Solidarity, the Forsaken Recipe for World Peace


Solidarity according to Jozef Tischner is to carry the burden of another person. As found in World Youth Alliance Declaration on Solidarity and Dalai Lama’s Global Family article, we are all but the same human, one family sharing a small planet. Living in such a small planet means that we all have equal needs for happiness and together we try to avoid sufferings. As one family, we are interdependent thus we cannot ignore the happenings outside our own communities because the things which happen in one part of the planet, positively or negatively affect all parts in some ways. This call for the creation of a sense of universal responsibility, helping others in times of difficulties and sharing fortune with others. The sense of universal responsibility should further lay a foundation for solidarity which entails friendship among individuals based on mutual recognition of each individual person’s value.

The concept of solidarity as expressed in World Youth Alliance Declaration Solidarity is a perfect formula for world peace, but sadly, it is neglected today. Today, we see Syria turning into a mass grave, the continuous civil war in South Sudan, Al-Shabaab causing instabilities in Somalia and Northern Kenya, Boko Haram killing thousands of innocent civilians in Nigeria, etc. Key questions in regard to these are frequently echoed: how are the extremists, who are non-respecters of the human rights and dignity which almost all major organizations of the world stand to defend been sponsored? Who is sponsoring them? However, while people are dying every minute around the world from the man-made conditions which are controllable, leaders of the great nations of the world are having meetings in their comfort zones.

Further, as people in developing countries are dying from hunger, drought, and many other curable diseases like Malaria, Cholera, Tuberculosis, Common Cold, etc., developed nations are investing billions of money in developing weapons capable of destroying the universe. In developing country like South Sudan, as reported recently by UNICEF, the three years of conflict had placed millions of people in need of humanitarian assistance. Children in the war-affected regions of South Sudan are out school. Those children faced a severe shortage of food which had resulted in thousands being acute undernutrition, facing the threats of death. On the other side of the developed world, things are very different. For example, North Korea is committed to investing and developing its nuclear weapon programs. Recently, North Korea developed the Intercontinental Ballistic Missile (ICBM) while the United States and its Allies are investing billions of dollars in the development of the Counter Missile Defense System.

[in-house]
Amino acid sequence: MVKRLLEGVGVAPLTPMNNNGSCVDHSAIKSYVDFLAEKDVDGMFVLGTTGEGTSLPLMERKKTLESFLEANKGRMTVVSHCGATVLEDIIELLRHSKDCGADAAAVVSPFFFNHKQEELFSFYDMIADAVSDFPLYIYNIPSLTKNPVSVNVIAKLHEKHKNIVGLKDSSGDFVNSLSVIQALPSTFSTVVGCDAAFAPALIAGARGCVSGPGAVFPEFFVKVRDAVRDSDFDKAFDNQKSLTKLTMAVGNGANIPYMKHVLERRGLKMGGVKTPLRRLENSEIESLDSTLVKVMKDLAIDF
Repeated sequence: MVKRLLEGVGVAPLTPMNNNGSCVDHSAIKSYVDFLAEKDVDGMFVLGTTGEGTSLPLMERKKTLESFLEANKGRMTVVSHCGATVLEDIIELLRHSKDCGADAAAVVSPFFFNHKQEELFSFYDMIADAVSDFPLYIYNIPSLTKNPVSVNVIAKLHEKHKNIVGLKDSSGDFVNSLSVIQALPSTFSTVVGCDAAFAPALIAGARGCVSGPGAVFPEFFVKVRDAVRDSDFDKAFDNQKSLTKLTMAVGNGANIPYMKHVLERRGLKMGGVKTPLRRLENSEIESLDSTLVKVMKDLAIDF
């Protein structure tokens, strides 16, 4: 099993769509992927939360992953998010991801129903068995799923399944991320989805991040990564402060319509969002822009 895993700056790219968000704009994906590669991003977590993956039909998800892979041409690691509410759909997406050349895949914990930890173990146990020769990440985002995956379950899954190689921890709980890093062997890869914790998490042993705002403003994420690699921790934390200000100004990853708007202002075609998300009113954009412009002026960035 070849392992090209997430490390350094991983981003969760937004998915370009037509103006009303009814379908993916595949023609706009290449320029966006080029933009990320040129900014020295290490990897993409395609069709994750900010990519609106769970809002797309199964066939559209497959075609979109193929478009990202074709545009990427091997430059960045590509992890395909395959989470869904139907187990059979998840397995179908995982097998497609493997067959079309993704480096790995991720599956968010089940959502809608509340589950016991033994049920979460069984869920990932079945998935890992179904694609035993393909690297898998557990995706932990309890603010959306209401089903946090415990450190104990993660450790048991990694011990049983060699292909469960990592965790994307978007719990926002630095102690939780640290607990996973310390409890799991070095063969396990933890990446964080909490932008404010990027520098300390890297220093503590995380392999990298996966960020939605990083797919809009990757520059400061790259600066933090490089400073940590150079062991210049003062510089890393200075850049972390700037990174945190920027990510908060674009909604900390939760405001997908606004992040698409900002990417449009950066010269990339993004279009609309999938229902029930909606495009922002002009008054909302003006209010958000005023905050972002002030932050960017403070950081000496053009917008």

Clearly, the world had lost the sense of solidarity, carrying the burden of others which is a recipe for world peace, and the price being paid for this neglect far exceed the cost. Africa is confronted with ideal poverty despite having all the natural resources; Europe is inconvenienced and disquieted by the inflow of immigrants. The United States of America likewise is fearful of the threats from terrorists while the Middle East is faced with religious complexities and extremism.

There would be no sustainable peace in the absence of solidarity. Solidarity indeed is a formula for sustainable development and the building of free, just and peaceful societies. What then is solidarity? As expressed in World Youth Alliance Declaration on Solidarity, it is “the unified commitment of persons to live and work in the truth of who we are and for the pursuit of the common good. It begins with a fundamental recognition and common understanding of the human person. It is built on the use of freedom to willfully recognize fundamental human needs, desires rights and to authentically pursue the fulfillment of all persons.”

Written by Chris Lan, a former Batch 2 2017 intern from Liberia at the WYA Africa office.

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